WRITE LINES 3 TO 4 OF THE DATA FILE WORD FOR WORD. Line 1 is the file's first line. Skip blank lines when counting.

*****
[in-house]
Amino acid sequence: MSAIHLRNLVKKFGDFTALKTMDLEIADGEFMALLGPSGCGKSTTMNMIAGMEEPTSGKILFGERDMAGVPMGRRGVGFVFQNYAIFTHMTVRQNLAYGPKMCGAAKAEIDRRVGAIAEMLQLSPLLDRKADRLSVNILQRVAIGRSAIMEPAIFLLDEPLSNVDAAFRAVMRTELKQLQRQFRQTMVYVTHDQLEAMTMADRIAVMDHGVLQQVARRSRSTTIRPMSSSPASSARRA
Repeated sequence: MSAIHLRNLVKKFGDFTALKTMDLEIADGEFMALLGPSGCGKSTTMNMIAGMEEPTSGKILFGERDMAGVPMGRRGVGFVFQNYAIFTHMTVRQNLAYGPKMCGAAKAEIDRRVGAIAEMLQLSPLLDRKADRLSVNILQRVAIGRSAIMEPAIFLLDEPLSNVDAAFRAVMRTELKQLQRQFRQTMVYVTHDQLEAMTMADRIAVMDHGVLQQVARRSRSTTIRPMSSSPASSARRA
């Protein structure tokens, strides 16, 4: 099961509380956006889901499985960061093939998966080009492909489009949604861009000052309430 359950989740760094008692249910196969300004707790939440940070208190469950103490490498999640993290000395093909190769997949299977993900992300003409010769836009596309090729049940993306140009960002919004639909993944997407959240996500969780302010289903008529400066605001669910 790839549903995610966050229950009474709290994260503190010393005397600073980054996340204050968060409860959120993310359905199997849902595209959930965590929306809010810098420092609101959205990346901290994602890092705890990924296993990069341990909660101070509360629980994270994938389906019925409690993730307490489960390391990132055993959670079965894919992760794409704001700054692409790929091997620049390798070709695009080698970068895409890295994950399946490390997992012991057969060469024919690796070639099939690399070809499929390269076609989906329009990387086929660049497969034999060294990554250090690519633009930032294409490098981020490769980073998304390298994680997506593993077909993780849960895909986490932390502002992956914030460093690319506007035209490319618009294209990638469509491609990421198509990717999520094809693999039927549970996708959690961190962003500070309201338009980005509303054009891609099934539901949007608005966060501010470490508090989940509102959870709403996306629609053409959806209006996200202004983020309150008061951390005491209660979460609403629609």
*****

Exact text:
Repeated sequence: MSAIHLRNLVKKFGDFTALKTMDLEIADGEFMALLGPSGCGKSTTMNMIAGMEEPTSGKILFGERDMAGVPMGRRGVGFVFQNYAIFTHMTVRQNLAYGPKMCGAAKAEIDRRVGAIAEMLQLSPLLDRKADRLSVNILQRVAIGRSAIMEPAIFLLDEPLSNVDAAFRAVMRTELKQLQRQFRQTMVYVTHDQLEAMTMADRIAVMDHGVLQQVARRSRSTTIRPMSSSPASSARRA
């Protein structure tokens, strides 16, 4: 099961509380956006889901499985960061093939998966080009492909489009949604861009000052309430 359950989740760094008692249910196969300004707790939440940070208190469950103490490498999640993290000395093909190769997949299977993900992300003409010769836009596309090729049940993306140009960002919004639909993944997407959240996500969780302010289903008529400066605001669910 790839549903995610966050229950009474709290994260503190010393005397600073980054996340204050968060409860959120993310359905199997849902595209959930965590929306809010810098420092609101959205990346901290994602890092705890990924296993990069341990909660101070509360629980994270994938389906019925409690993730307490489960390391990132055993959670079965894919992760794409704001700054692409790929091997620049390798070709695009080698970068895409890295994950399946490390997992012991057969060469024919690796070639099939690399070809499929390269076609989906329009990387086929660049497969034999060294990554250090690519633009930032294409490098981020490769980073998304390298994680997506593993077909993780849960895909986490932390502002992956914030460093690319506007035209490319618009294209990638469509491609990421198509990717999520094809693999039927549970996708959690961190962003500070309201338009980005509303054009891609099934539901949007608005966060501010470490508090989940509102959870709403996306629609053409959806209006996200202004983020309150008061951390005491209660979460609403629609």